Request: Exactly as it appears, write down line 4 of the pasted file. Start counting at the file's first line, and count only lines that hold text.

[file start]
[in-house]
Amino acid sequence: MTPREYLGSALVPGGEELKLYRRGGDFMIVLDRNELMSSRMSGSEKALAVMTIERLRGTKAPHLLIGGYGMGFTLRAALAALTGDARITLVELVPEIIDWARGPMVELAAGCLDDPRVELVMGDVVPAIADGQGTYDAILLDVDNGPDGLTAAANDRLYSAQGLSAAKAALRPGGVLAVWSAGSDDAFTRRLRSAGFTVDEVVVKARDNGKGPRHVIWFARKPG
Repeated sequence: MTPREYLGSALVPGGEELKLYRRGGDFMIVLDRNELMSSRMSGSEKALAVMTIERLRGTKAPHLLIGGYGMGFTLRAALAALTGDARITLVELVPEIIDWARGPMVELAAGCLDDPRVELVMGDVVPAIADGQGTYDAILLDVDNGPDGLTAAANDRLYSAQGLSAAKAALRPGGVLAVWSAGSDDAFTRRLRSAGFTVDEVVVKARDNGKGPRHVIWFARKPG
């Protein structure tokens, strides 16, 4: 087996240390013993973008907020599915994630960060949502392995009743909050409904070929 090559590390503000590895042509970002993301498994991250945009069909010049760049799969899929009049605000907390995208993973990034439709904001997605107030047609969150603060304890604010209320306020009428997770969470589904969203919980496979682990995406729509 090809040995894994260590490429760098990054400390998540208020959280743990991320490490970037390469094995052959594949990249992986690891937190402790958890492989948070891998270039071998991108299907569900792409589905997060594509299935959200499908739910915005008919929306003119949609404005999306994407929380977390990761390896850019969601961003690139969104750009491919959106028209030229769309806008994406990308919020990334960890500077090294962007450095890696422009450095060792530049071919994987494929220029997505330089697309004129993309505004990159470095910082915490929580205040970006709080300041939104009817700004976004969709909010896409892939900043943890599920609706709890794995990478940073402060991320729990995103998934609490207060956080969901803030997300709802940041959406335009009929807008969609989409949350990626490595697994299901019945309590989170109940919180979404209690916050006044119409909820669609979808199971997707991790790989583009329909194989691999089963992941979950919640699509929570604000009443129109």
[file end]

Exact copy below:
């Protein structure tokens, strides 16, 4: 087996240390013993973008907020599915994630960060949502392995009743909050409904070929 090559590390503000590895042509970002993301498994991250945009069909010049760049799969899929009049605000907390995208993973990034439709904001997605107030047609969150603060304890604010209320306020009428997770969470589904969203919980496979682990995406729509 090809040995894994260590490429760098990054400390998540208020959280743990991320490490970037390469094995052959594949990249992986690891937190402790958890492989948070891998270039071998991108299907569900792409589905997060594509299935959200499908739910915005008919929306003119949609404005999306994407929380977390990761390896850019969601961003690139969104750009491919959106028209030229769309806008994406990308919020990334960890500077090294962007450095890696422009450095060792530049071919994987494929220029997505330089697309004129993309505004990159470095910082915490929580205040970006709080300041939104009817700004976004969709909010896409892939900043943890599920609706709890794995990478940073402060991320729990995103998934609490207060956080969901803030997300709802940041959406335009009929807008969609989409949350990626490595697994299901019945309590989170109940919180979404209690916050006044119409909820669609979808199971997707991790790989583009329909194989691999089963992941979950919640699509929570604000009443129109």